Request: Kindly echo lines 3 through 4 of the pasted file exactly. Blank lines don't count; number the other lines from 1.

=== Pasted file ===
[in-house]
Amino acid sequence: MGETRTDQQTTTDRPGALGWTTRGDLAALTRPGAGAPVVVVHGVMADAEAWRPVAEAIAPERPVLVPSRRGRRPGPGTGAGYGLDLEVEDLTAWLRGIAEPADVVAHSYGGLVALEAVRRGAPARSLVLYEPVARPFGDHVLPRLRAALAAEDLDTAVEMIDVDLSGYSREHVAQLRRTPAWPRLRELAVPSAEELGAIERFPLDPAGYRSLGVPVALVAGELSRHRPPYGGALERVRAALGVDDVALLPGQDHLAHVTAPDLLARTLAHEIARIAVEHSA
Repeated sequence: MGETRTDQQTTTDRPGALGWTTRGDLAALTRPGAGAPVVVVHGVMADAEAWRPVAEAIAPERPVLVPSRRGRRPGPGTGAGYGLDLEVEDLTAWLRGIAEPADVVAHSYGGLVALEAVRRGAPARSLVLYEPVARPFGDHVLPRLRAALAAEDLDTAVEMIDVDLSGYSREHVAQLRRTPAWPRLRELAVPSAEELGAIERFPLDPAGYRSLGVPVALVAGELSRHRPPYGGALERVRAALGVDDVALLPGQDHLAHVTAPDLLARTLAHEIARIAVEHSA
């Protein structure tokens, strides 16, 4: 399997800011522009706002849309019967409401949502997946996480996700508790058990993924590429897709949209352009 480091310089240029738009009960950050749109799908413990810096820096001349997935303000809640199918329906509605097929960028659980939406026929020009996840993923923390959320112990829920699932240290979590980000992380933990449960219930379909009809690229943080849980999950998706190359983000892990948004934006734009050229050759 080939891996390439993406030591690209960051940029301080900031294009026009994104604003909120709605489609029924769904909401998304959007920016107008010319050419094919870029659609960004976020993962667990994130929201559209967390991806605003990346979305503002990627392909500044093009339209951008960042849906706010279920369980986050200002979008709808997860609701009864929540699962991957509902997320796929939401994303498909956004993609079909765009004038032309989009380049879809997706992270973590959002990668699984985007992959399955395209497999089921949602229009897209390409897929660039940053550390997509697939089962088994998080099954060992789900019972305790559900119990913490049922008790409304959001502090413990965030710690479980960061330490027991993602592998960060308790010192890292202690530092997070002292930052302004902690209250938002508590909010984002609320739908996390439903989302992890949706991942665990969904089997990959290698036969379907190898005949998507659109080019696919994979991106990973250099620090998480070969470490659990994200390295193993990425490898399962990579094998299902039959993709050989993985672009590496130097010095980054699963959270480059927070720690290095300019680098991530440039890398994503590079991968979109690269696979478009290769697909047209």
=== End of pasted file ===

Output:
Repeated sequence: MGETRTDQQTTTDRPGALGWTTRGDLAALTRPGAGAPVVVVHGVMADAEAWRPVAEAIAPERPVLVPSRRGRRPGPGTGAGYGLDLEVEDLTAWLRGIAEPADVVAHSYGGLVALEAVRRGAPARSLVLYEPVARPFGDHVLPRLRAALAAEDLDTAVEMIDVDLSGYSREHVAQLRRTPAWPRLRELAVPSAEELGAIERFPLDPAGYRSLGVPVALVAGELSRHRPPYGGALERVRAALGVDDVALLPGQDHLAHVTAPDLLARTLAHEIARIAVEHSA
């Protein structure tokens, strides 16, 4: 399997800011522009706002849309019967409401949502997946996480996700508790058990993924590429897709949209352009 480091310089240029738009009960950050749109799908413990810096820096001349997935303000809640199918329906509605097929960028659980939406026929020009996840993923923390959320112990829920699932240290979590980000992380933990449960219930379909009809690229943080849980999950998706190359983000892990948004934006734009050229050759 080939891996390439993406030591690209960051940029301080900031294009026009994104604003909120709605489609029924769904909401998304959007920016107008010319050419094919870029659609960004976020993962667990994130929201559209967390991806605003990346979305503002990627392909500044093009339209951008960042849906706010279920369980986050200002979008709808997860609701009864929540699962991957509902997320796929939401994303498909956004993609079909765009004038032309989009380049879809997706992270973590959002990668699984985007992959399955395209497999089921949602229009897209390409897929660039940053550390997509697939089962088994998080099954060992789900019972305790559900119990913490049922008790409304959001502090413990965030710690479980960061330490027991993602592998960060308790010192890292202690530092997070002292930052302004902690209250938002508590909010984002609320739908996390439903989302992890949706991942665990969904089997990959290698036969379907190898005949998507659109080019696919994979991106990973250099620090998480070969470490659990994200390295193993990425490898399962990579094998299902039959993709050989993985672009590496130097010095980054699963959270480059927070720690290095300019680098991530440039890398994503590079991968979109690269696979478009290769697909047209």